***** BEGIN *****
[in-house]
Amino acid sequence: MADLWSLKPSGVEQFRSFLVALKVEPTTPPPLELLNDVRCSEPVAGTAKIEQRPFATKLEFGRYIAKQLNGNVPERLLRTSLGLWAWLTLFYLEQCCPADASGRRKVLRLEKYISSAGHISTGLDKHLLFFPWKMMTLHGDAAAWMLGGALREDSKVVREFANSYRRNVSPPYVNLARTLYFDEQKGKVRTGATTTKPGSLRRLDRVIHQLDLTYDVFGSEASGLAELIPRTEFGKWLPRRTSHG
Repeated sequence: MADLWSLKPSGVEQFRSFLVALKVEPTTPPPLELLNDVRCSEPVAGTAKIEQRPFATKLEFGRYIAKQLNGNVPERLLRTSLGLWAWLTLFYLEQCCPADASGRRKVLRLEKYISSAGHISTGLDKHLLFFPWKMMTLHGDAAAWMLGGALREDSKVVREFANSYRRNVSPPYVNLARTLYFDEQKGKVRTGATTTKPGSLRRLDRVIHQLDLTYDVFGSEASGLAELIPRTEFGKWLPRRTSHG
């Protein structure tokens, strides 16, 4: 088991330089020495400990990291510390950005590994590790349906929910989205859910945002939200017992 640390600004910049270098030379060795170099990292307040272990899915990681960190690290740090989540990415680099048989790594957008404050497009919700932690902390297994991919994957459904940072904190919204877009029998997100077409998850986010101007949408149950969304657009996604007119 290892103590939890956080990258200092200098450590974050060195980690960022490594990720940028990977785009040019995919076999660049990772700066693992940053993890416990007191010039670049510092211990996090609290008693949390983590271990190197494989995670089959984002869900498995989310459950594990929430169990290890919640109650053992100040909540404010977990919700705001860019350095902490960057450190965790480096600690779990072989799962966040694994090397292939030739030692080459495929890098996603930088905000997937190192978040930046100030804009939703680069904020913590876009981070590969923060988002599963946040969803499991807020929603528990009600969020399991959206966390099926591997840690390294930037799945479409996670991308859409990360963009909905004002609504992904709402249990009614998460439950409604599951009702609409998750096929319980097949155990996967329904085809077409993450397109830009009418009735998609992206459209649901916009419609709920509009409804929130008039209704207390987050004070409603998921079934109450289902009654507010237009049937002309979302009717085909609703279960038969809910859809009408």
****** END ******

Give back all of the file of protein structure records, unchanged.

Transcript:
[in-house]
Amino acid sequence: MADLWSLKPSGVEQFRSFLVALKVEPTTPPPLELLNDVRCSEPVAGTAKIEQRPFATKLEFGRYIAKQLNGNVPERLLRTSLGLWAWLTLFYLEQCCPADASGRRKVLRLEKYISSAGHISTGLDKHLLFFPWKMMTLHGDAAAWMLGGALREDSKVVREFANSYRRNVSPPYVNLARTLYFDEQKGKVRTGATTTKPGSLRRLDRVIHQLDLTYDVFGSEASGLAELIPRTEFGKWLPRRTSHG
Repeated sequence: MADLWSLKPSGVEQFRSFLVALKVEPTTPPPLELLNDVRCSEPVAGTAKIEQRPFATKLEFGRYIAKQLNGNVPERLLRTSLGLWAWLTLFYLEQCCPADASGRRKVLRLEKYISSAGHISTGLDKHLLFFPWKMMTLHGDAAAWMLGGALREDSKVVREFANSYRRNVSPPYVNLARTLYFDEQKGKVRTGATTTKPGSLRRLDRVIHQLDLTYDVFGSEASGLAELIPRTEFGKWLPRRTSHG
């Protein structure tokens, strides 16, 4: 088991330089020495400990990291510390950005590994590790349906929910989205859910945002939200017992 640390600004910049270098030379060795170099990292307040272990899915990681960190690290740090989540990415680099048989790594957008404050497009919700932690902390297994991919994957459904940072904190919204877009029998997100077409998850986010101007949408149950969304657009996604007119 290892103590939890956080990258200092200098450590974050060195980690960022490594990720940028990977785009040019995919076999660049990772700066693992940053993890416990007191010039670049510092211990996090609290008693949390983590271990190197494989995670089959984002869900498995989310459950594990929430169990290890919640109650053992100040909540404010977990919700705001860019350095902490960057450190965790480096600690779990072989799962966040694994090397292939030739030692080459495929890098996603930088905000997937190192978040930046100030804009939703680069904020913590876009981070590969923060988002599963946040969803499991807020929603528990009600969020399991959206966390099926591997840690390294930037799945479409996670991308859409990360963009909905004002609504992904709402249990009614998460439950409604599951009702609409998750096929319980097949155990996967329904085809077409993450397109830009009418009735998609992206459209649901916009419609709920509009409804929130008039209704207390987050004070409603998921079934109450289902009654507010237009049937002309979302009717085909609703279960038969809910859809009408």